Incredibles 2 is a super success despite criticism

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Graphic by Kash Patel

In its opening weekend (according to IMDb’s Box Office Mojo), Incredibles 2 made its way to number eight on the box office list with a whopping $180 million, behind four Marvel movies, two Star Wars movies and Jurassic World.

For a PG rated movie, that makes it number one for its opening weekend. Worldwide, it has made over $480 million, continuing its climb as one of the most successful animated movies of all time.

Despite this massive success, there was no end to the months leading up to the film’s release which vehemently condemned the film’s “feminist agenda.”

Seeing the film trailers with Helen Parr being put in the spotlight, as opposed to her husband Bob, was simply too much for some, who critiqued it as being a disgusting way to force a narrative into a film and promote “feminist propaganda.”

Not surprisingly though, the film came out and was simply very well done.

What led The Incredibles as a franchise to its original success was so eloquently described by film critic Owen Gleiberman as being “an instant Pixar classic, bedazzling and humane, a virtuoso act of computer-animated showmanship that spoke about things like work, family, ego and the passion of ambition.”

This sequel built upon that original premise, returning to the potent nostalgia which brought dedicated viewers back 14 years later, many of whom grew up with the comedic wholesomeness that the Parr family brought to them, as Pixar is known for doing well.

It’s refreshing to see a film like this be so successful and it gives hope to other animated films which follow it. The formula for an animated movie doesn’t necessarily have to be rooted in progressiveness, but it should have some element that younger audiences can take away from.

The subversion of Bob’s character, changing from the masculine breadwinner to the comically unprepared role of stay-at-home parent, shows a different message. It demonstrates that even the strongest of people can be weakened under the right circumstances, just as its predecessor did.

Ultimately, when the confrontation between the main protagonist Helen and antagonist Evelyn Deavor begins, she and Bob are helplessly captured. In a movie which mirrors the first, the kids are once again shown to be the paragons of potential, the last vestiges of hope for saving the fate of supers once more.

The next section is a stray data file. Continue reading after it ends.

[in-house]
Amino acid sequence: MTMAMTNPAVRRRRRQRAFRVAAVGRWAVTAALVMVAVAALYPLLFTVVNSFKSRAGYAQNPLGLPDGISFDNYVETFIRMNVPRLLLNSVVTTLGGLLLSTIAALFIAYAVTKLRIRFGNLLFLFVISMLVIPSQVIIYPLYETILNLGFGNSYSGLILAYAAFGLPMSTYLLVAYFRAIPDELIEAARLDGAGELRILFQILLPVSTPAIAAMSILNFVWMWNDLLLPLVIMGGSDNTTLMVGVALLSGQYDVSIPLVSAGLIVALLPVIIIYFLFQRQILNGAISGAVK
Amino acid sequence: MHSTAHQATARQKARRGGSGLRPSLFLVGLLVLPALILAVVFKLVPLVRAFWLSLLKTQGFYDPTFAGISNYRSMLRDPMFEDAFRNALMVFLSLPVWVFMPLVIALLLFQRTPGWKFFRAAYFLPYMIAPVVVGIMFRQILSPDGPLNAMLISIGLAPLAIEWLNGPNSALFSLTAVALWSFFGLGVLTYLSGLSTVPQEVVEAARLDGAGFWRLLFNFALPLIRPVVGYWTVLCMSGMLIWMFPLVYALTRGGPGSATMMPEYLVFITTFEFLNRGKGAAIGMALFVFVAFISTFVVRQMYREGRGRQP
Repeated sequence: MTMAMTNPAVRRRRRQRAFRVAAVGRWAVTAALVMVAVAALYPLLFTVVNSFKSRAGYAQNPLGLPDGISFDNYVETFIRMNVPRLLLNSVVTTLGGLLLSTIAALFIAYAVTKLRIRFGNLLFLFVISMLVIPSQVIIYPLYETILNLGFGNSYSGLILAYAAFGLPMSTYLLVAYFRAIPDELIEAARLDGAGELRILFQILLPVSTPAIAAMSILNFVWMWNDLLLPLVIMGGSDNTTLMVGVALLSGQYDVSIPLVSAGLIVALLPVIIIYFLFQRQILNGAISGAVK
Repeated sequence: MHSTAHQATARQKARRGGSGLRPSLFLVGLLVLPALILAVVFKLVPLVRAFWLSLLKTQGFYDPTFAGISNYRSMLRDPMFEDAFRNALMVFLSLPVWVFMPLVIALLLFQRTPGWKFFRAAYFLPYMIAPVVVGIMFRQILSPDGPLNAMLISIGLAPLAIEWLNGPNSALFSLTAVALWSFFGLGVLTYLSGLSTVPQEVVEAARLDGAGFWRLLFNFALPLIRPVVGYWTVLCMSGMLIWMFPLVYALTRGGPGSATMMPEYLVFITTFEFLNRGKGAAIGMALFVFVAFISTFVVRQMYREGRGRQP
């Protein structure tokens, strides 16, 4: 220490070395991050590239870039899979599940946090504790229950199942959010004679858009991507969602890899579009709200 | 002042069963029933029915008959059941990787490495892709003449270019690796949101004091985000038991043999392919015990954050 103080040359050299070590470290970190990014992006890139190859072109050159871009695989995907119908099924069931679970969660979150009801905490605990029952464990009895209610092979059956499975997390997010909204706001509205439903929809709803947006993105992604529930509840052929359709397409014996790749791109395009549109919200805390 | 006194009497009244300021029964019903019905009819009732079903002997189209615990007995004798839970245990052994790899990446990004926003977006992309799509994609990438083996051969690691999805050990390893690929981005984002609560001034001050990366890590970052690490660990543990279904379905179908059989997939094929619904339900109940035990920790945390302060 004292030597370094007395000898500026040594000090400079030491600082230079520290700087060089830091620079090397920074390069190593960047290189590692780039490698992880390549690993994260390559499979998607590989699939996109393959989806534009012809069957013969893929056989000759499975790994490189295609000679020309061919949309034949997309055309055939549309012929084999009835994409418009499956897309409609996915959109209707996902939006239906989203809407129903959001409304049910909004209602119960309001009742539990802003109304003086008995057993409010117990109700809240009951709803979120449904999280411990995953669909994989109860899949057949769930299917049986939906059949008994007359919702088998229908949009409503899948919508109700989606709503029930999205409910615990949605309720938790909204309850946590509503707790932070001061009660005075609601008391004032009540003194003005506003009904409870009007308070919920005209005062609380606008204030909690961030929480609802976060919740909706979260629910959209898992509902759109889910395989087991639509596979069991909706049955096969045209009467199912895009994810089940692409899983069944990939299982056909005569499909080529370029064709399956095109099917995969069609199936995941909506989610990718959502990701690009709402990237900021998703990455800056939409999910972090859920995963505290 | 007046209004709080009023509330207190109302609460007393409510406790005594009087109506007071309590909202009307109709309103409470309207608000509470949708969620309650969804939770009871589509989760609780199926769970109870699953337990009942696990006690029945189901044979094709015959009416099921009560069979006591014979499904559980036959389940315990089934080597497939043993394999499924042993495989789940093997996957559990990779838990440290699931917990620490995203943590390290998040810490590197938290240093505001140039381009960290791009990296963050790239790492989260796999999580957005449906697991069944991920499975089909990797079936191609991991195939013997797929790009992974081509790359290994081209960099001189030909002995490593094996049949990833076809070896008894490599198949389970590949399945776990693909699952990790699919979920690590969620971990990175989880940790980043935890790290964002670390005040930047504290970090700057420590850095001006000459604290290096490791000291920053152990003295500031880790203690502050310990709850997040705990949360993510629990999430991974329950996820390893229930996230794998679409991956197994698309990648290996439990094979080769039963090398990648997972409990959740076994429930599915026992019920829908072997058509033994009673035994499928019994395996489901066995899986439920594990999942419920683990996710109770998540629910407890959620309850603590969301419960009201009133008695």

The movie symbolizes many things, not the least of which is the respectable moral that paints families as being extremely important, no matter how they are structured. The film showcases the importance of placing the future in the hands of the next generation, regardless of what role they have in society or their family unit.

It’s pretty sad when a film that includes a working mother who is seen as the central hero while the dad looks after the kids at home is disregarded by many because it’s promoting a certain agenda.

To devalue the efforts of hundreds of people, working for years on a project which has brought smiles and laughs to so many, is simply an act of intellectual dishonesty of the highest calibre.

The fact that something can be labelled “feminist” is not an ugly designation, but a representation of the progressiveness of the film industry — one which has often remained stagnant and paranoid of backlash for far too long.

It’s refreshing to see a film like this be so successful and it gives hope to other animated films which follow it. The formula for an animated movie doesn’t necessarily have to be rooted in progressiveness, but it should have some element that younger audiences can take away from.

If Incredibles 2 inspires little girls and boys to look up to Helen Parr rather than Bob and Bob alone, why does that have to be such a bad thing? Young girls should be encouraged to look beyond the life of a housewife if they wish to do so, not stay confined within it.

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